Broad spectrum antibiotics were administered in the post-operative period (meropenem 2gr/8h and clindamycin 600 mg/8h during 4 weeks). The patient recovered slowly and favourably, with normalization of laboratory tests and afebrile after stopping the antibiotics. At discharge, 6 weeks after the intervention, he was able to obey commands and sustain a simple conversation, without motor deficits (GOS 3).


C. perfringens is a large, nonmotile, Gram-positive and spore-forming bacillus that is ubiquitous in the environment (Tekkok et al., 1996) and it is also part of the normal flora of the human bowel and genital tract (Colen et al., 2007).  It is the most common cause of the gas gangrene, one of the most fulminant infections in humans, and it is detected in 60 to 90% of cases of Clostridial myonecrosis (Colen et al., 2007).  It is not very common in neurosurgery (Duntze et al., 2009); nonetheless, more than 50% of the gas-containing brain abscesses are attributable to C. perfringens, with approximately 40 cases reported in the literature (Colen et al., 2007).  In their review, Colen et al. found that the vast majority of them (80%) are consequence of penetrating traumatic brain injury (Cohen et al., 1999), (Colen et al., 2007), (Tekkok et al., 1996), followed by middle ear infection and cancer. Surgery is a far less common risk factor and to authors’ knowledge, there are only 6 cases of postcraniotomy brain abscesses due to C. perfringens previously reported in the literature (Table 1) (Ariza et al., 1986), (Cohen et al., 1999), (Duntze et al., 2009), (Gross, 1970).

Ariza et al. reviewed the intracranial focal infections treated in the intensive care unit and reported 5 patients with abscesses after craniotomy. Three of them were caused by C. perfringens, with the association of Propionibacterium in one case. All of them were successfully treated with surgical excision and antibiotics (Ariza et al., 1986). Gross presents the case of a brain abscess due to C. perfringens after a right frontal craniotomy for a meningioma, with good results after surgery and antibiotics (Gross, 1970). Cohen et al. report a patient who underwent a temporal lobectomy for low grade glioma excision and worsened in the immediate post-operative period. The CT scan showed a gas-containing collection in the surgical field with significant surrounding edema and cultures were positive for C. perfringens, Corynebacterium, Staphylococcus and Streptococcus. After surgical debridement and broad spectrum antibiotics the patient recovered, but he developed severe gastrointestinal bleeding and died unexpectedly (Cohen et al., 1999). Duntze et al. present a patient operated on for a glioblastoma with local carmustine chemotherapy and who developed a brain abscess due to C. perfringens three weeks later. Progression was especially fulminant, leading to patient’s death in a few hours (Duntze et al., 2009). In the present case, the patient was admitted with evidence of wound infection, two months after the last surgery. His neurological condition worsened in few hours and urgent debridement had to be performed. Multiple surgeries, impossibility of dural closure or direct contamination should be considered as predisposing factors for infection.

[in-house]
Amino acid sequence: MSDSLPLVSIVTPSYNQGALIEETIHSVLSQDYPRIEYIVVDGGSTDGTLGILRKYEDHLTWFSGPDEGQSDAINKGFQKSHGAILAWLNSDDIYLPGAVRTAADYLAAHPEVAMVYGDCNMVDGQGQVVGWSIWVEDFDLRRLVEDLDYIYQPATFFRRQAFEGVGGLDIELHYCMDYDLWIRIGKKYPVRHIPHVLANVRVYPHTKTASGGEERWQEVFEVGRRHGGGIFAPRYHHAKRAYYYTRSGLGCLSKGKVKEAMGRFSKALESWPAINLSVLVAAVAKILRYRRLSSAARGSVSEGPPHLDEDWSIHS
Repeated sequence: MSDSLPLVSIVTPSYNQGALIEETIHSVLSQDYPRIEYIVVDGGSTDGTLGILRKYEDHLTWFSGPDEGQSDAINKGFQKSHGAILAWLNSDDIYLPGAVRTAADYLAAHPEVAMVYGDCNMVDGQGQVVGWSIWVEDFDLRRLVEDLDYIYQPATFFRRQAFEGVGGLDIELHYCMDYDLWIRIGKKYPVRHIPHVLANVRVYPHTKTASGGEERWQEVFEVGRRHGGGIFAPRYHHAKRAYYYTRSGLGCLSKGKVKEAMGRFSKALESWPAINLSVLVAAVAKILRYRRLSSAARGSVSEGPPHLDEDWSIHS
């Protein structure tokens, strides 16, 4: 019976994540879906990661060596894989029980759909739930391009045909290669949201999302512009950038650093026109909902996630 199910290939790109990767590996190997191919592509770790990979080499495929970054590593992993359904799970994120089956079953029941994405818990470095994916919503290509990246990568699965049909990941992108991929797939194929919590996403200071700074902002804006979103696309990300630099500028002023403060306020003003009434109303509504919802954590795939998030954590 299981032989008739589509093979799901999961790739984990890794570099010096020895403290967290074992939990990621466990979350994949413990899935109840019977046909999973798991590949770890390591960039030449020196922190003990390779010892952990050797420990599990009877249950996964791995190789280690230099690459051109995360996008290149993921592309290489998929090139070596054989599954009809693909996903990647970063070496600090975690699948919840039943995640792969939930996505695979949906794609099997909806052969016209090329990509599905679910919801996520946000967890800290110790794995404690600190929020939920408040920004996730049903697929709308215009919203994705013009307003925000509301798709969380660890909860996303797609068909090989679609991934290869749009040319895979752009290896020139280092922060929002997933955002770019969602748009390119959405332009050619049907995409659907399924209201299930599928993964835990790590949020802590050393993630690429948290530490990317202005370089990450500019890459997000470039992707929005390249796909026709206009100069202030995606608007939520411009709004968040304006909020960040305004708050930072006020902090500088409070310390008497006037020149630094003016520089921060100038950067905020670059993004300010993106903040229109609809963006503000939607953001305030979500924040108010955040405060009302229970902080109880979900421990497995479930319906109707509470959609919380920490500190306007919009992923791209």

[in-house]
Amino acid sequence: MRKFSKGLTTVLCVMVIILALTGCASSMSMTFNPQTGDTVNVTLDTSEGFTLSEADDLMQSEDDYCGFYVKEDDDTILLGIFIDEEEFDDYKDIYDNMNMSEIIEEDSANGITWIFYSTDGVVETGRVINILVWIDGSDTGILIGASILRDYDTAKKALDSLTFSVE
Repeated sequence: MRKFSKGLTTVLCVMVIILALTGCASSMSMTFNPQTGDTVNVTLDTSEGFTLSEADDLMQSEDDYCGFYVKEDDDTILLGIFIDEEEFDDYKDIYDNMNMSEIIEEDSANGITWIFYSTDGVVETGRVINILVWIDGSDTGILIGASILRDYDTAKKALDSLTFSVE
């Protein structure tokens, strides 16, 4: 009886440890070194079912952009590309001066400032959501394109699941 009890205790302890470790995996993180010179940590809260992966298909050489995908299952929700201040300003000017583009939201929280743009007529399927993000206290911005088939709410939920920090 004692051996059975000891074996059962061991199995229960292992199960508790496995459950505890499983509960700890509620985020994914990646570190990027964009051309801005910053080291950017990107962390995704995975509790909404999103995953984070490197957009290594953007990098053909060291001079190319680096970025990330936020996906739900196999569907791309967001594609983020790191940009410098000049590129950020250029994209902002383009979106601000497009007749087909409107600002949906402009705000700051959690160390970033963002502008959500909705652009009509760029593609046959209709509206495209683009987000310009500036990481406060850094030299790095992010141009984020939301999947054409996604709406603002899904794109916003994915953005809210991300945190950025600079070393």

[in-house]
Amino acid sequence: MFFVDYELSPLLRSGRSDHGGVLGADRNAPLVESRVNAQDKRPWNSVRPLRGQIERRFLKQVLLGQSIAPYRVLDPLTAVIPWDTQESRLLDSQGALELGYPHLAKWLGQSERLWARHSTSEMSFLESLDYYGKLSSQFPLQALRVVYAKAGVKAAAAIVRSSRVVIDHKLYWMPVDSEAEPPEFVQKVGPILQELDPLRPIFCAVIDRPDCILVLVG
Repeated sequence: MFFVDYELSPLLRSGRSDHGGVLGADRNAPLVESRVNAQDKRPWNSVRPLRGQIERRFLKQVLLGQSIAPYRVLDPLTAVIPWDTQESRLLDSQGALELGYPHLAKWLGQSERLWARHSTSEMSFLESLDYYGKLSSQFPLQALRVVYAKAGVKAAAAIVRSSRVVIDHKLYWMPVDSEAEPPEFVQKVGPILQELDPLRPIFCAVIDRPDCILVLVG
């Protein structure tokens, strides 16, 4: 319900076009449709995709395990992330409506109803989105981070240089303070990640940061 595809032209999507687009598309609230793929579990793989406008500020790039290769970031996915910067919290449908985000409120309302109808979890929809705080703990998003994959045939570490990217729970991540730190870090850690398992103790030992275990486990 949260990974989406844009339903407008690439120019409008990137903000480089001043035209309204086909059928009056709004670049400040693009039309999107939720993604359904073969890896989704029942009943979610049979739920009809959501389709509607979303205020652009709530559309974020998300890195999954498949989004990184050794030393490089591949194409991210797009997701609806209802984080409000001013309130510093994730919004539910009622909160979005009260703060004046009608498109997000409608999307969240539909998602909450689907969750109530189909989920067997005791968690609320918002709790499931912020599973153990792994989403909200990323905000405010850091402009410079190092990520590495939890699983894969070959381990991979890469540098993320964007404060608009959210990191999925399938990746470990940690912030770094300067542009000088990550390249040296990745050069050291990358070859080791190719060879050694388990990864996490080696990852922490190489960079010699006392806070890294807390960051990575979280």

The optimal treatment for brain abscesses caused by C. perfringens requires a high index of clinical suspicion and early diagnosis. After a craniotomy, the radiological finding of intracranial air requires differentiating between a gas-containing abscess cavity and a postoperative pneumocephalus (Cohen et al., 1999) or other gas-like images, such as craneoplasties. Urgent surgical intervention with radical debridement and drainage is the main component of the management of clostridial cerebral abscesses (Cohen et al., 1999), (Tekkok et al., 1996), followed by intensive antibiotic therapy. Hyperbaric oxygen therapy has been reported by several authors, without clear results (Cianci, 1994), (Keogh, 1973), (Stephens, 1996).

Antibiotics without surgical intervention were used in very few cases; one of the patient reported experienced complete recovery, but had hyperbaric oxygen therapy, and the other patient died (Colen et al, 2007).
Almost half of the cases (30-50%) of clostridial brain abscesses are polimycrobial, as it is in our case. Gram-negative bacilli, including Klebsiella, E. coli and Proteus, and less often, Gram positive, such as Staphylococcus andStreptococcus, are involved in the suppurative process (Cohen et al., 1999). Fungal association should be suspected when failure of antibiotic treatment and cultures should be retained for long periods (6 weeks) to confirm the diagnosis (Tekkok et al, 1996). Despite the seriousness of clostridial wound infections outside the central nervous system, it is surprising that brain abscesses caused by these organisms are not uniformly fatal, with a global death rate attributable toC. perfringens of 10 to 11% (Cohen et al., 1999), (Colen et al., 2007).


C. perfringens is the most frequently involved pathogen in gas-containing brain abscesses, and it should be included in the differential diagnosis of postcraniotomy infections with such features. Urgent surgical intervention and broad spectrum antibiotics are the most efficient treatment to achieve a good functional outcome.